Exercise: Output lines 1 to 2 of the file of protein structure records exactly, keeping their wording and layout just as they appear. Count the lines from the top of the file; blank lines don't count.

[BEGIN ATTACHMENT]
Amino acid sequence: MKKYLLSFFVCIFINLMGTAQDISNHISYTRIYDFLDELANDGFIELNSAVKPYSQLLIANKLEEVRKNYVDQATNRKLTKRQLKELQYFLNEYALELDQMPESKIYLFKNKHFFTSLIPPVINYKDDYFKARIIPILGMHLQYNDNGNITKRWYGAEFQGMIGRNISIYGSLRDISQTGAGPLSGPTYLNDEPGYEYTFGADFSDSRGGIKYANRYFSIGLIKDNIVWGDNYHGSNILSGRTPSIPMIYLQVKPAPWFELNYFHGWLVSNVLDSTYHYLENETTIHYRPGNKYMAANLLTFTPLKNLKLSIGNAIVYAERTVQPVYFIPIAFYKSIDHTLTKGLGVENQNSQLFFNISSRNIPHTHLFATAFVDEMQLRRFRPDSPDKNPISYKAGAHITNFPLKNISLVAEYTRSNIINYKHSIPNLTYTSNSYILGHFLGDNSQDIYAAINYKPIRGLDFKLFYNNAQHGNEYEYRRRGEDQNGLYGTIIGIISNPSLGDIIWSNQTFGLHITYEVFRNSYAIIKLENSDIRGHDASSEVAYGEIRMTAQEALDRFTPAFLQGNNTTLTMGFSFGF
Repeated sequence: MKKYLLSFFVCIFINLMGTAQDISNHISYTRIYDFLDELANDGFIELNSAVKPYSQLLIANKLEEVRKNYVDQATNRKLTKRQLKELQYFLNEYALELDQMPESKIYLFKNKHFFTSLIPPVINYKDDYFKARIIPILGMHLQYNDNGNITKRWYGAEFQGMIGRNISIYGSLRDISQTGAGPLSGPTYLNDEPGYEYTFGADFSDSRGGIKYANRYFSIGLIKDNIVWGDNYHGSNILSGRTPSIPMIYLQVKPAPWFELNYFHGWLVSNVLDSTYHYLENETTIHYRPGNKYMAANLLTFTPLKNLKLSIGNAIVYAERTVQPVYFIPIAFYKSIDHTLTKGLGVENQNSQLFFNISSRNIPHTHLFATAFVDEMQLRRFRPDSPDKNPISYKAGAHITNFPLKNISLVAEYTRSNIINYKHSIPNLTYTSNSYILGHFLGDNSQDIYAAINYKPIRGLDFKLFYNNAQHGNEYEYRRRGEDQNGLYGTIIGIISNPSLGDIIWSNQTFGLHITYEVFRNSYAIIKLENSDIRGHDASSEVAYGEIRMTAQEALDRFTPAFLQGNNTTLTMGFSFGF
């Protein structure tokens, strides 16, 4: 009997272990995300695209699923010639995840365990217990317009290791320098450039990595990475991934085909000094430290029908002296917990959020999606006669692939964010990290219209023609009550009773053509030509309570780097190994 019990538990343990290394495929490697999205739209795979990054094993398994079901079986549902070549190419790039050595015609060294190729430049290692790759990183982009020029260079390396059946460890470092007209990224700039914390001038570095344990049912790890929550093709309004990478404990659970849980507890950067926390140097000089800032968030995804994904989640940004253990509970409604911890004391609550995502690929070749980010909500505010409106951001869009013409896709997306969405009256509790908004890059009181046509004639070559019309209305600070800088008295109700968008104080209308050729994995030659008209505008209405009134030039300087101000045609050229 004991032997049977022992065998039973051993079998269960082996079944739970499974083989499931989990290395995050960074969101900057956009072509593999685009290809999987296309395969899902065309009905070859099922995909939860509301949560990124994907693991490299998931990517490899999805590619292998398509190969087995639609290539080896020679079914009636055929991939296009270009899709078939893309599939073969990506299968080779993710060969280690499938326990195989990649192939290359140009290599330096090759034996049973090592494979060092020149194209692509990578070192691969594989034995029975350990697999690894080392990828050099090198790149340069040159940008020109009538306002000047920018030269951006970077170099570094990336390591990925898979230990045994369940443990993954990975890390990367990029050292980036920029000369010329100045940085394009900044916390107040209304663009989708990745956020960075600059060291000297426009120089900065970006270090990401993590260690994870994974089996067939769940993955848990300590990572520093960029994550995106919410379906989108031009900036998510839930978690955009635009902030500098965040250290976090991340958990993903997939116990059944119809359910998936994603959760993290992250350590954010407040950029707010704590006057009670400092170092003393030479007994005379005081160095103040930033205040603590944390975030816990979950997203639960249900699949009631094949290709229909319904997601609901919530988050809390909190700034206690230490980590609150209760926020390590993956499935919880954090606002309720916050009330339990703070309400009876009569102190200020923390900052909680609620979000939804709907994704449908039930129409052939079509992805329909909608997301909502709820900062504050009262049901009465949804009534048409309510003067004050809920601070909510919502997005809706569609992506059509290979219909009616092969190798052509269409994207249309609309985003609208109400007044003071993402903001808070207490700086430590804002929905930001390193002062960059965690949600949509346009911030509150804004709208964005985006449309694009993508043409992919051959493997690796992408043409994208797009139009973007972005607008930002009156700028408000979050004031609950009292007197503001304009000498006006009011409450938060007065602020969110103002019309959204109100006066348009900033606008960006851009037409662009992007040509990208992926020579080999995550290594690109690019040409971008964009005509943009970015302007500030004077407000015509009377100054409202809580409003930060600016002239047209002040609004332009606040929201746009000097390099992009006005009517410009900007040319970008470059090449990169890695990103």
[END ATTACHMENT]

Amino acid sequence: MKKYLLSFFVCIFINLMGTAQDISNHISYTRIYDFLDELANDGFIELNSAVKPYSQLLIANKLEEVRKNYVDQATNRKLTKRQLKELQYFLNEYALELDQMPESKIYLFKNKHFFTSLIPPVINYKDDYFKARIIPILGMHLQYNDNGNITKRWYGAEFQGMIGRNISIYGSLRDISQTGAGPLSGPTYLNDEPGYEYTFGADFSDSRGGIKYANRYFSIGLIKDNIVWGDNYHGSNILSGRTPSIPMIYLQVKPAPWFELNYFHGWLVSNVLDSTYHYLENETTIHYRPGNKYMAANLLTFTPLKNLKLSIGNAIVYAERTVQPVYFIPIAFYKSIDHTLTKGLGVENQNSQLFFNISSRNIPHTHLFATAFVDEMQLRRFRPDSPDKNPISYKAGAHITNFPLKNISLVAEYTRSNIINYKHSIPNLTYTSNSYILGHFLGDNSQDIYAAINYKPIRGLDFKLFYNNAQHGNEYEYRRRGEDQNGLYGTIIGIISNPSLGDIIWSNQTFGLHITYEVFRNSYAIIKLENSDIRGHDASSEVAYGEIRMTAQEALDRFTPAFLQGNNTTLTMGFSFGF
Repeated sequence: MKKYLLSFFVCIFINLMGTAQDISNHISYTRIYDFLDELANDGFIELNSAVKPYSQLLIANKLEEVRKNYVDQATNRKLTKRQLKELQYFLNEYALELDQMPESKIYLFKNKHFFTSLIPPVINYKDDYFKARIIPILGMHLQYNDNGNITKRWYGAEFQGMIGRNISIYGSLRDISQTGAGPLSGPTYLNDEPGYEYTFGADFSDSRGGIKYANRYFSIGLIKDNIVWGDNYHGSNILSGRTPSIPMIYLQVKPAPWFELNYFHGWLVSNVLDSTYHYLENETTIHYRPGNKYMAANLLTFTPLKNLKLSIGNAIVYAERTVQPVYFIPIAFYKSIDHTLTKGLGVENQNSQLFFNISSRNIPHTHLFATAFVDEMQLRRFRPDSPDKNPISYKAGAHITNFPLKNISLVAEYTRSNIINYKHSIPNLTYTSNSYILGHFLGDNSQDIYAAINYKPIRGLDFKLFYNNAQHGNEYEYRRRGEDQNGLYGTIIGIISNPSLGDIIWSNQTFGLHITYEVFRNSYAIIKLENSDIRGHDASSEVAYGEIRMTAQEALDRFTPAFLQGNNTTLTMGFSFGF